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Extended Audio Sample The Song of the Lark Audiobook, by Willa Cather Click for printable size audiobook cover
3 out of 53 out of 53 out of 53 out of 53 out of 5 3.00 (2,948 ratings) (rate this audio book) Author: Willa Cather Narrator: Christine Williams Publisher: Blackstone Audio Format: Unabridged Audiobook Delivery: Instant Download Audio Length: Release Date: February 2012 ISBN: 9781455196586
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In this semiautobiographical portrait of a young artist in the making, Willa Cather takes us into the heart of a woman coming to know her deepest self. Thea Kronborg, a minister’s daughter in a provincial Colorado town, has dreams and gifts that her humble hometown will not satisfy. With the support of a few allies who recognize her rare qualities, she follows her ambitions to the big city, determined to be an opera diva. As she moves through a series of music teachers in Chicago, Thea finds that the attitudes and standards of those around her rarely match her own. It is only when she reconnects with pure nature in a brilliant Arizona desert canyon that Thea rediscovers the sensuous, mystical openness that is the source of her art. Realizing she must protect this experience at all costs, she resolves to shed all relationships that don’t serve her higher purpose.

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Quotes & Awards

  • “Cather knew some important truths and kindly took the time to write them down eloquently to share them with us—uncommonly valuable truths—even a hundred years later.”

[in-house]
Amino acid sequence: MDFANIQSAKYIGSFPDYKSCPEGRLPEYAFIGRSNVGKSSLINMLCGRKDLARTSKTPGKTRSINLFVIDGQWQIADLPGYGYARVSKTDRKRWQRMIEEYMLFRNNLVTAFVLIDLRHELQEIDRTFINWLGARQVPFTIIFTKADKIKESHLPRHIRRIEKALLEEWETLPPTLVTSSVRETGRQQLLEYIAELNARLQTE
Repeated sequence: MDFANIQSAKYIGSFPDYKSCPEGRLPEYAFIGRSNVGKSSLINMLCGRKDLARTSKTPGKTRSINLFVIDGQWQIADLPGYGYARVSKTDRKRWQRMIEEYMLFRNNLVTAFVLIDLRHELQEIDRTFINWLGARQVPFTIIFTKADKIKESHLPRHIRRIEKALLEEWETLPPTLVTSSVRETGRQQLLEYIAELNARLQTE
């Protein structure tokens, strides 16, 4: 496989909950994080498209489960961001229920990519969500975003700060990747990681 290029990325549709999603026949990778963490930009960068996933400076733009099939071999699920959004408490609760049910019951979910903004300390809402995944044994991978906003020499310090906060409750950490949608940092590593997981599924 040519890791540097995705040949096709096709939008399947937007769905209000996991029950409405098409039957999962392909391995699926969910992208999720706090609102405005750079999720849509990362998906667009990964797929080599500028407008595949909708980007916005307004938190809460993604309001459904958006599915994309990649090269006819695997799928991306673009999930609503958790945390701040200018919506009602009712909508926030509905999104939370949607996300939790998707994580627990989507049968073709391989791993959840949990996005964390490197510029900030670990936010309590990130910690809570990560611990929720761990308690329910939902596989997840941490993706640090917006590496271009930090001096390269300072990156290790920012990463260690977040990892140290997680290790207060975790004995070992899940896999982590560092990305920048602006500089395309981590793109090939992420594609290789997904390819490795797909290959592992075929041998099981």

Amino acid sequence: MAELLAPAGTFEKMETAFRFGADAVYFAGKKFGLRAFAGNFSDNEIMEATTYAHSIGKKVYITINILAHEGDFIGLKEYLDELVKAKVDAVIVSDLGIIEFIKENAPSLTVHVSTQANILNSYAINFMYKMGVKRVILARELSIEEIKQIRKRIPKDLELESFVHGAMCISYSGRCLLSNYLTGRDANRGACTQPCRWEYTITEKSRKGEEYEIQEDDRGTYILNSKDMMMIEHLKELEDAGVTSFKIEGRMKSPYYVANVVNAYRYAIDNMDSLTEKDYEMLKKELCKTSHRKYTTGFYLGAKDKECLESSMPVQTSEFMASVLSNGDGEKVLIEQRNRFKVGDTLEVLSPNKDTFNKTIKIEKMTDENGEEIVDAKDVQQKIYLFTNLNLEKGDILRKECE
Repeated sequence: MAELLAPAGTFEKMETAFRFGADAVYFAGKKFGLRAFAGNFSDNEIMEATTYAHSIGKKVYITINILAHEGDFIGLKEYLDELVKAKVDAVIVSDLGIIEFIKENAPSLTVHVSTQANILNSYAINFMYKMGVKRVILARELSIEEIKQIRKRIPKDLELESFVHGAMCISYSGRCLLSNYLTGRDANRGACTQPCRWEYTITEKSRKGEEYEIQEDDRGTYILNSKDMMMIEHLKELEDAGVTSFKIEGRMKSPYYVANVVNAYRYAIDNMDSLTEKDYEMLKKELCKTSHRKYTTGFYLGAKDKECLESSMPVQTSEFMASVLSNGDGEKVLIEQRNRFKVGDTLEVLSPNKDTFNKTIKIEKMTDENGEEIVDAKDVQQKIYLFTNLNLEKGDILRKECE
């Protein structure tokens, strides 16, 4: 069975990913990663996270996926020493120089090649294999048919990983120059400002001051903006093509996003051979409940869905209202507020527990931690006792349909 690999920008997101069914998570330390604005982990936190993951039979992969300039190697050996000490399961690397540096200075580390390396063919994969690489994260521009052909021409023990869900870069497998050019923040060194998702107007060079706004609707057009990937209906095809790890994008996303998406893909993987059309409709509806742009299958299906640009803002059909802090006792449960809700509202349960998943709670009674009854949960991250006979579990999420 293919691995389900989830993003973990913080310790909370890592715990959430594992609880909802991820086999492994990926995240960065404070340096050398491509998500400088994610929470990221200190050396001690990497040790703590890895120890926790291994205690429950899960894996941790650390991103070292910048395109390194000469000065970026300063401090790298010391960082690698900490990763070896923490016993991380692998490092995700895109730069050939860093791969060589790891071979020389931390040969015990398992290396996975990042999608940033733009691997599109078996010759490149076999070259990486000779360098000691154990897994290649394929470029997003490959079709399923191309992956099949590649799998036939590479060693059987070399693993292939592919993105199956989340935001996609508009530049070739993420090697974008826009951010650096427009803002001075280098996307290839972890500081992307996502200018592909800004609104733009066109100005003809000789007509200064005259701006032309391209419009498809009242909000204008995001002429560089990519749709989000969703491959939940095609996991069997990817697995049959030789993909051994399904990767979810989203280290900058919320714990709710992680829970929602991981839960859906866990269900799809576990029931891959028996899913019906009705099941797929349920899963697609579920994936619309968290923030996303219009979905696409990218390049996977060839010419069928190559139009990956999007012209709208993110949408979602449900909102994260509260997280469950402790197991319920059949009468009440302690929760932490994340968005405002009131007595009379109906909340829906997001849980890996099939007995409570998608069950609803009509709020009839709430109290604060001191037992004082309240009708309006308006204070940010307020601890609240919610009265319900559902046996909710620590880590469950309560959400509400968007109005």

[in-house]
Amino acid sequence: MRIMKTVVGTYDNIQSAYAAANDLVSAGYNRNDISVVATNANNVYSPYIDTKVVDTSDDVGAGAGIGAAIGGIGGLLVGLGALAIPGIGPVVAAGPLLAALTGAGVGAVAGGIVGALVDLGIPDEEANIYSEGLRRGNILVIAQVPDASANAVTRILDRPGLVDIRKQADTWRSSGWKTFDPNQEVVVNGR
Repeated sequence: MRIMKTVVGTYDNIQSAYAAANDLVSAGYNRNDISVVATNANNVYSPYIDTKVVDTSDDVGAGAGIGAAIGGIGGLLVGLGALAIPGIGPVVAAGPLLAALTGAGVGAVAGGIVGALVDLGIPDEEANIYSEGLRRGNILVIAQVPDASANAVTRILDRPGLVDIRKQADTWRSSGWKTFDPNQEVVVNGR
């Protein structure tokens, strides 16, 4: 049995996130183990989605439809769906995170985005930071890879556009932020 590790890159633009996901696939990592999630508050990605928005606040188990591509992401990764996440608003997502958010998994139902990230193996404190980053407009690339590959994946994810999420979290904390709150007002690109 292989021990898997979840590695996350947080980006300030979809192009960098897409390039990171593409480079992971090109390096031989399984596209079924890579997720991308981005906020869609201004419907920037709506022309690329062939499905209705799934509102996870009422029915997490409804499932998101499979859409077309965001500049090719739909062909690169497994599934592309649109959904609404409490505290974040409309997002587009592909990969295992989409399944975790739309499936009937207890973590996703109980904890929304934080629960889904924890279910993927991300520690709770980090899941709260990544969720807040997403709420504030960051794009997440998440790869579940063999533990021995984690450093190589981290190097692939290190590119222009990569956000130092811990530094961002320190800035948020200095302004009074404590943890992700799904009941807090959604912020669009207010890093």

OneMoreOption

  • The Song of the Lark is one of several works in which Cather displays her lyrical powers.”

    Merriam-Webster’s Encyclopedia of Literature

  • “A moving tale of an artist's self-discovery.”

    New York Times

Listener Opinions

  • 4 out of 54 out of 54 out of 54 out of 54 out of 5 Carol | 2/9/2014

    " "...The stream and the broken pottery: what was any art but an effort to make a sheath, a mould in which to imprison for a moment the shining, elusive element which is life itself--life hurrying past us and running away, too strong to stop, too sweet to lose? The Indian women had held it in their jars. In the sculpture she had seen at the Art Institute, it had been caught in a flash of arrested motion. In singing , one made a vesself of one's throat and nostrils and held it on one's breath, caught the stream in a scale of natual intervals." p.273 "

  • 4 out of 54 out of 54 out of 54 out of 54 out of 5 Ronda | 2/2/2014

    " This book follows the story of a talented young women's humble beginnings against the backdrop of the western landscape in a small town where she did not seem to belong. A man's bequeath gave her enough money to go east to further her musical training and eventually to the Metropolitan Opera. It is Willa Cather's most autobiographical book and the story of the challenges even the most gifted can encounter as they try to develop those talents. "